TOKYO (Reuters) - Japan’s consumer prices fell in July by the most in more than three years as more firms delayed price hikes due to weak consumption, keeping the central bank under pressure to expand an already massive stimulus program.
The gloomy data reinforces a dominant market view that premier Shinzo Abe’s stimulus program have failed to dislodge the deflationary mindset prevailing among businesses and consumers.
The nationwide core consumer price index, which excludes volatile fresh food prices but includes oil products, fell 0.5 percent in July from a year earlier, the fifth straight month of declines, data showed on Friday. It exceeded a median forecast for a 0.4 percent decline and June’s 0.4 percent drop.
While falling energy costs were mainly behind the slide in consumer prices, rises in imported food prices and hotel room rates moderated in a sign that weak consumption is discouraging firms from passing on rising costs.
A strong yen also pushed down import costs, offering few justifications for retailers to raise prices of their goods.
“While economic activity is on the mend, the slump in import prices suggests that underlying inflation will continue to fall in coming months,” said Marcel Thieliant, senior Japan economist at Capital Economics.
“The Bank of Japan will find it increasingly difficult to blame falling energy prices for the decline in overall consumer prices.”
Underscoring Japan’s sticky deflationary mindset, the ratio of goods and services making up CPI that saw prices rise from a year earlier fell to 60.2 percent in July from 62.3 percent in June.
Saori Ito, a 34-year-old mother who works at a cosmetics company, said she buys a week’s worth of groceries together over the weekend so she buys only what she needs.
“I try to absolutely scrap unnecessary spending. That’s my stance on buying clothes too,” she said.
Despite three years of heavy money printing by the BOJ, weak household spending and a strong yen pushing down import costs have kept inflation distant from the bank’s 2 percent target.
A majority of economists expect the BOJ to ease further next month, when it conducts a comprehensive review of the effects of its existing stimulus program.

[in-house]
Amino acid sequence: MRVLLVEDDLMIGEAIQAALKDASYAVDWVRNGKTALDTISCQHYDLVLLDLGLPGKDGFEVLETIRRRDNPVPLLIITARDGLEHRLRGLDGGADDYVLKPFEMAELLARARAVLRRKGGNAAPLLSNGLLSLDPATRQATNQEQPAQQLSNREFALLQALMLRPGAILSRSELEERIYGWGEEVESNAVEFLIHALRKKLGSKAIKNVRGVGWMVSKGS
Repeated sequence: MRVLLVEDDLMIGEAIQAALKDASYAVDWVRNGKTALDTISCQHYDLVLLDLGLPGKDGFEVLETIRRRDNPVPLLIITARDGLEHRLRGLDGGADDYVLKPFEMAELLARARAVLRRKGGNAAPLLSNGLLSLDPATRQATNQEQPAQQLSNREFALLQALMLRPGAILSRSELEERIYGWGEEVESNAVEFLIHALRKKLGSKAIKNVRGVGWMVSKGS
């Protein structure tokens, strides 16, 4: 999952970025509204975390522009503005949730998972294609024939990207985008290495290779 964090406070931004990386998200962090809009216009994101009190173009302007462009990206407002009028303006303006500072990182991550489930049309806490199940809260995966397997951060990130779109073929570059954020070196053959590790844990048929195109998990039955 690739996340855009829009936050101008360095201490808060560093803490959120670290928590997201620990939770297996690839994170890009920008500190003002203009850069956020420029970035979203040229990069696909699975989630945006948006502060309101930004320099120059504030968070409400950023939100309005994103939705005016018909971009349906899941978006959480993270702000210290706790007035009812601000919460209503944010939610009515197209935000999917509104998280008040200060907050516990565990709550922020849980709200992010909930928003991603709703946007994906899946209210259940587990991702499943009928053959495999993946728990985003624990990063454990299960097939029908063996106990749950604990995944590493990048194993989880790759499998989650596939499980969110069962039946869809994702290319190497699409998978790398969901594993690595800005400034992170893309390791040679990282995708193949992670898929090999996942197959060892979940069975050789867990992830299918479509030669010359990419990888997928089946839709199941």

A separate indicator compiled by the BOJ that strips away the effect of both energy and fresh food costs showed consumer prices rose 0.5 percent in the year to July, slower than a 0.7 percent annual increase in the previous month.
Markets are focusing on how the BOJ’s assessment next month of its stimulus program, which combines negative interest rates with a huge asset buying, could affect the direction of monetary policy.
“Given how prices are behaving and how the BOJ is asked to cooperate with Abe to beat deflation, it’s very hard to think the BOJ will unwind stimulus any time soon,” said Takeshi Minami, chief economist at Norinchukin Research Institute.
“Instead, the September analysis will probably lay the grounds for a deepening of negative interest rates.”
Japan’s economic growth ground to a halt in April-June and analysts expect any rebound in the current quarter to be modest as weak global growth and the yen’s 20 percent rise against the dollar this year hurt exports and capital expenditure.
Analysts expect consumer prices to pick up in or around early next year as the downward pressure from energy costs wanes, though any rebound may be tempered by soft consumption and a strong yen pressing down on the cost of imports.
Starting from this release, the government changed the base year for the price indices to 2015 and changed the components making up the indices to better reflect consumer spending trends, in an overhaul it conducts once every five years.
Additional reporting by Kaori Kaneko, Minami Funakoshi and Stanley White; Editing by Eric Meijer and Richard Borsuk